Wayne Rizzi, the owner of 20-year-old air charter broker Air Royale International, pleaded guilty yesterday to “willfully failing to pay over collected Federal Excise Taxes [FET] to the IRS.” The IRS said that from Oct. 1, 2008, through Dec. 31, 2010 Air Royale collected FET from its customers totaling $489,784, but passed on only $29,286 of this amount to the agency.
Excise tax in the United States
The debate rages on.
Should general aviation pay more toward the cost of the nation’s air traffic control system, especially if it would hasten the implementation of the NextGen air traffic control (ATC) system and depoliticize FAA funding? If so, is the current system of fuel and excise taxes the best way to do it?
NBAA released its new Federal Excise Taxes Guide late last week, marking the first time the guidelines have been updated since 2005. It is intended to provide business aircraft owners, flight departments and charter operators with a basic understanding of the federal excise taxes (FET) that apply to business aircraft activity.
Volo Aviation announced today that it has been awarded a five-year contract to manage Sebring Flight Center, the municipally owned FBO at Sebring Regional Airport in Central Florida. To increase traffic at the field, the company plans to reach out to commercial and corporate clients who might be able to take advantage of Sebring’s designation as a U.S. Foreign Trade Zone. According to Volo, this designation allows operators departing Sebring on international flights to uplift fuel without having to pay federal excise taxes.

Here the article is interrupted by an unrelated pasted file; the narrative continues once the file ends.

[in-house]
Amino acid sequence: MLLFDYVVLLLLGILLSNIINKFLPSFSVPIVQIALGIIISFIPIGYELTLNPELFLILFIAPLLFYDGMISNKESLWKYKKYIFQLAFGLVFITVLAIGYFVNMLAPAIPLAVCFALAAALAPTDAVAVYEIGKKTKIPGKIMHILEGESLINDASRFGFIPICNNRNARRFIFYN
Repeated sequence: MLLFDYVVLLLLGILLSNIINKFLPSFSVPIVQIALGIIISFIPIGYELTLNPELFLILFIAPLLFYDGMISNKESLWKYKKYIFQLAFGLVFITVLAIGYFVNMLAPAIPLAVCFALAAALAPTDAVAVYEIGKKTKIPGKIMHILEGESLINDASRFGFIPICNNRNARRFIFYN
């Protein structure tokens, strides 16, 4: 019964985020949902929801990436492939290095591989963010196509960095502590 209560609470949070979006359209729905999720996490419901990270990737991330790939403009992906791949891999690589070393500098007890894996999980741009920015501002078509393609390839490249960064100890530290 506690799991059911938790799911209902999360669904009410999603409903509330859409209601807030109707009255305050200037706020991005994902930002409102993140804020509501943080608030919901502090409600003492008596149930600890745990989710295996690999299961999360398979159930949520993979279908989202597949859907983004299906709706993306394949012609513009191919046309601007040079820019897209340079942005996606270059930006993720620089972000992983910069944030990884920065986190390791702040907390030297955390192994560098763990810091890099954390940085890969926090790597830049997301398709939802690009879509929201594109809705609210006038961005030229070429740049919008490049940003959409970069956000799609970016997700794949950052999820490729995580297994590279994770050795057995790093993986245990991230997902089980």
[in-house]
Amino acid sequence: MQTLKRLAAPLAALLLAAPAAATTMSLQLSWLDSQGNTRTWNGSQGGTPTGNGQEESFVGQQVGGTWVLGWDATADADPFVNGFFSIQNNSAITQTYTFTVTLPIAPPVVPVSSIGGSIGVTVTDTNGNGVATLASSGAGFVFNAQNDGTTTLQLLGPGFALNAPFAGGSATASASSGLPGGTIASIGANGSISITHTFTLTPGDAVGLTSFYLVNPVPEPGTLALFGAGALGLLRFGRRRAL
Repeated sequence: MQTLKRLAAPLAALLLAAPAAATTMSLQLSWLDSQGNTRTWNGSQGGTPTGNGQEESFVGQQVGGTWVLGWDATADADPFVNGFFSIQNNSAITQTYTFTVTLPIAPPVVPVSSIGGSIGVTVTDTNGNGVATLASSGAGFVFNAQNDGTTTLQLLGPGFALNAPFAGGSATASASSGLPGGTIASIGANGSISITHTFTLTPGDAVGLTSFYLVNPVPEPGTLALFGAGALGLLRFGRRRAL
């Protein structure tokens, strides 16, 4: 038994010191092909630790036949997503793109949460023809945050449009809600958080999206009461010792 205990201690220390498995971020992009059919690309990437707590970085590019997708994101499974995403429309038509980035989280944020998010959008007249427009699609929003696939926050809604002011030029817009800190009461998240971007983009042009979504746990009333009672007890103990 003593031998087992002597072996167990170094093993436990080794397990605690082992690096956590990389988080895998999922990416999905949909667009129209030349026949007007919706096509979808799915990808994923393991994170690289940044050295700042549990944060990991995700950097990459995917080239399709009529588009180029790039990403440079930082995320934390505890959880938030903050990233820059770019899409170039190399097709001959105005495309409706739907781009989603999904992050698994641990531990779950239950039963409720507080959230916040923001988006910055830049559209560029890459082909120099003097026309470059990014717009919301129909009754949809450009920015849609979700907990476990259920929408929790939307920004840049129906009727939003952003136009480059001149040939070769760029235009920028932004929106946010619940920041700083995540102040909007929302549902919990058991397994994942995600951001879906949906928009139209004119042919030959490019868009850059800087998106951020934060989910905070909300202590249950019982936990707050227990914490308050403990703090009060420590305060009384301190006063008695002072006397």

With the growing complexity of myriad federal, state and local taxes and fees, and the increasing intensity with which they are enforced, there was plenty to discuss at the Commercial Operators Tax (COT) seminar, held September 7 and 8 in Scottsdale, Ariz. Co-sponsored by Conklin & de Decker and the National Air Transportation Association (NATA), the event attracted business aircraft owners, operators and management companies.
A 1996 document issued by the House Committee on Ways and Means appears to underscore the intent of Congress regarding application of the so-called “ticket tax” (excise tax) to airline passengers. The document contradicts a March 9 Internal Revenue Service memo that seeks to apply the 7.5-percent excise tax to fees charged by aircraft management companies to aircraft owners flying in their own aircraft for their own business or personal reasons.
The release of an Internal Revenue Service (IRS) memo on March 9 outlining guidance on how to apply the federal excise tax (FET) to fees paid to aircraft management companies adds to business aviation’s burden at a time when the industry continues to suffer from weak demand, high fuel prices and public criticism of this form of travel. This memo isn’t the first time the IRS has attempted to apply the 7.5-percent FET to non-commercial Part 91 flight operations.
The IRS has countersued NetJets for more than $360 million in alleged uncollected excise taxes. In November, NetJets sued the federal government for what it said were wrongfully imposed taxes, interest and penalties totaling more than $642.7 million. NetJets claimed that as a manager of private aircraft, it was not required to pay a “ticket tax” because its services were not taxable transportation.
A new 10-hour jet card is available from broker Magellan Jets. The card costs $34,950 and imposes no daily minimum flight times, federal excise taxes, positioning charges within the base service area, blackout dates or fuel surcharges. The card includes 10 hours in an Eclipse 500 very light jet for flights in the Northeast U.S.
The Government Accountability Office (GAO) warned last month that the excise taxes that feed the Airport and Airway Trust Fund have been lower than previously forecast, while estimates of future revenues have declined because of a drop in passenger traffic, fares and fuel consumption. Meanwhile, the uncommitted balance in the trust fund has been decreasing since Fiscal Year 2001.
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